Given his school’s locale, Wiser doesn’t understand all the hubub over his pocketknife — nor the wide-ranging fallout from its discovery.
“There are kids at my school all the time who get caught with knives and are suspended,” he told the Huffington Post. “My school is very rural, and people carry knives. I can accept the fact that there was a lapse in judgment, and I can accept a punishment, but I have already been expelled from both the tech school and my home school.” Jerome Brockway, the A-Tech superintendent, declined to discuss the case.
And since Wiser’s felony charge, he said the Army discharged him pending a not-guilty verdict or dropped charges without prejudice.
That’s not all. If the felony charge sticks, things could get way worse.
“If I am convicted of a felony, I’m never going to be a police officer. I’m never going to be a fireman. I’m never going to be in the military,” he added. “I won’t even be able to be a janitor. I’m 18 years old, and this is going to ruin my entire life.”
If all of the knocks against Wiser weren’t enough, he added that the conditions of his bond prohibit him from contact with his grandfather, who is dying from cancer.
“The one judge I went in front of told me to remove any firearms from my parents’ house and put them at my grandpa’s house,” Wiser said. “The next judge freaked out about me even knowing what a gun is and put a no-contact order against me and my grandparents. My grandfather is dying right now, and I am not allowed within 500 feet of him.”
There was a petition on change.org that demanded Wiser’s charges be reduced to a misdemeanor, and within 48 hours, it attracted 1,349 signatures. But Wiser said he asked that the petition be closed, which it was.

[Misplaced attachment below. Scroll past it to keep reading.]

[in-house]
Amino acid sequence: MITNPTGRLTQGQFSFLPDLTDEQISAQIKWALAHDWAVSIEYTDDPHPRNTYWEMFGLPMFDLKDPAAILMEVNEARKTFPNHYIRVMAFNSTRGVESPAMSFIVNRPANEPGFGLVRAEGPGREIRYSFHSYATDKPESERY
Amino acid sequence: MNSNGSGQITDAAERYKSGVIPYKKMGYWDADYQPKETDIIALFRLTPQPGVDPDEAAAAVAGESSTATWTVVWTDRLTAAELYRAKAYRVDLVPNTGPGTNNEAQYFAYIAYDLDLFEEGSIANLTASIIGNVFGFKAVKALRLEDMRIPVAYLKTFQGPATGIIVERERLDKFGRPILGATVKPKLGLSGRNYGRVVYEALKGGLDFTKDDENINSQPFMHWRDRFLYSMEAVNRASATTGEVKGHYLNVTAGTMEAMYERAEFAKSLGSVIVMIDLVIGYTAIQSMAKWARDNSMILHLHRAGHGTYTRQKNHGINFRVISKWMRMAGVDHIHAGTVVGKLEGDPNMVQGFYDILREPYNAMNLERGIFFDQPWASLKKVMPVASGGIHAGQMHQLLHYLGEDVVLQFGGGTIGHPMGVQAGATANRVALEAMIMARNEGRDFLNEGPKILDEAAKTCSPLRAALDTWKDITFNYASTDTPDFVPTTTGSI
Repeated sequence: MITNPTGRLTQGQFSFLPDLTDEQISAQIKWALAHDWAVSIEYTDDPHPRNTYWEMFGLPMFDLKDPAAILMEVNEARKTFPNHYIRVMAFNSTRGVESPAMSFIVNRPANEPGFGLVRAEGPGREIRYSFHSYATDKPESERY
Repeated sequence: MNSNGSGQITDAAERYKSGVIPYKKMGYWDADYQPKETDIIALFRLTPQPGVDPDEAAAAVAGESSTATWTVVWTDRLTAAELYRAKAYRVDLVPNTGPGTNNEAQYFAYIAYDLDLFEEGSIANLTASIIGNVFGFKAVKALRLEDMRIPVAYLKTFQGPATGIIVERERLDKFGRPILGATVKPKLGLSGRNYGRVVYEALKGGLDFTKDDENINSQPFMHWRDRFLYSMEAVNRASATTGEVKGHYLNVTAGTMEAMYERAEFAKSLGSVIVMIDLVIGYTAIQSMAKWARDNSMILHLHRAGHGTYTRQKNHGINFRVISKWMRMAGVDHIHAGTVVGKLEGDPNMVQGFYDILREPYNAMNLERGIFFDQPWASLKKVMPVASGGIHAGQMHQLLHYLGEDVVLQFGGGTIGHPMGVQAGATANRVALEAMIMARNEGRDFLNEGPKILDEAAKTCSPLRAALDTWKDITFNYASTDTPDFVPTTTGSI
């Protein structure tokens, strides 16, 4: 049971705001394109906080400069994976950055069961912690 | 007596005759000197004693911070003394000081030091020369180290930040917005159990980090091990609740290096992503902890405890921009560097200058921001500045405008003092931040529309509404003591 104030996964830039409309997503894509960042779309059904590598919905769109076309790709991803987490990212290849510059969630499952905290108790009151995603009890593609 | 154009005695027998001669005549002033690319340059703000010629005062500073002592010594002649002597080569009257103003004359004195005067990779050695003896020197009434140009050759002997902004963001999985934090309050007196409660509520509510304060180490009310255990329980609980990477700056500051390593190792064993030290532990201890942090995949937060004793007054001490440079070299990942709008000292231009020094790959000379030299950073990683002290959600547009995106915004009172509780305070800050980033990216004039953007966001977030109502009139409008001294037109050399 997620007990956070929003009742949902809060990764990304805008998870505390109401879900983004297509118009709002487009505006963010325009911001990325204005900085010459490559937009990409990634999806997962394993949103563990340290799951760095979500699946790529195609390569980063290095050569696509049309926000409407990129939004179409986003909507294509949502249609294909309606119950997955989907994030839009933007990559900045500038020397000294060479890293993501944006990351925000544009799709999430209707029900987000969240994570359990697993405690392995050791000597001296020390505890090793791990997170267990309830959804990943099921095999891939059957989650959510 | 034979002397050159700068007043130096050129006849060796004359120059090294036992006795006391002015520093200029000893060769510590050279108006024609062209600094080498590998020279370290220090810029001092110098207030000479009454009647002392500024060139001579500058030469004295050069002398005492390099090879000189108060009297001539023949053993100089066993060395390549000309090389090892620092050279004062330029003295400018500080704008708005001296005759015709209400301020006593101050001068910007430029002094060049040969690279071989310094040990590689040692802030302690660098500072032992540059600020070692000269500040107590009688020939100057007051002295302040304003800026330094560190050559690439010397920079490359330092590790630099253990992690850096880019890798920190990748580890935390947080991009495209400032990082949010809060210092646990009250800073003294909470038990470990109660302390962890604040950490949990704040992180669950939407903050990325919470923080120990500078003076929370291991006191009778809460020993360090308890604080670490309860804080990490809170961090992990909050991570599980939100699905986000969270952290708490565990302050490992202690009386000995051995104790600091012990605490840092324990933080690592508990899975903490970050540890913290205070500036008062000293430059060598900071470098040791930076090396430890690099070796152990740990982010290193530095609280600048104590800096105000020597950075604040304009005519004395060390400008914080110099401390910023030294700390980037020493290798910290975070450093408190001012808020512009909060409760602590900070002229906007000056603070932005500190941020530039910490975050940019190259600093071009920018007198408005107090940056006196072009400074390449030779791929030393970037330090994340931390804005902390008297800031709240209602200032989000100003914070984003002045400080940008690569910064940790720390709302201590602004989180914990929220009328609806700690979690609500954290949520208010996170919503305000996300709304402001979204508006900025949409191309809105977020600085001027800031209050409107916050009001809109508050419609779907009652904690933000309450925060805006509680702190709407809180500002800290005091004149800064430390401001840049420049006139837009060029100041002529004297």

“The court threatened to hold sanctions against me and my lawyer,” Wiser told the Huffington Post. “I guess the prosecutor was upset because his inbox had been flooded with emails as a result of the petition.”
Specht said he’s aware “there’s a load of people out here that just think we’re the devil because we’re allegedly ruining this young kid’s life,” but he insisted that’s not the case and that the felony charge is justified and there are no plans to reduce the charge.
“There are all these school occurrences where people are shot, people are killed by other students,” Specht said. “We see it every day … so we don’t take these things lightly. … We have to be sure that we don’t have a potential for something like that to happen here.”
Wiser said he’s offended by Specht’s characterization.
“I was enlisted in the Army and went to school to be [a] police officer and fireman,” he said. “Why are they trying to paint me as a potential school shooter? I never had any intentions of hurting a soul.”
Wiser’s attorney, William Bobulsky, did not return calls for comment from the Huffington Post.
Wiser is scheduled to appear in court again on April 1 for a pretrial hearing. A jury trial is tentatively scheduled for June 11.
“Never in my life did I think this would happen,” Wiser said. “I dedicated my life to public service, and now a four-inch pocketknife could ruin everything.”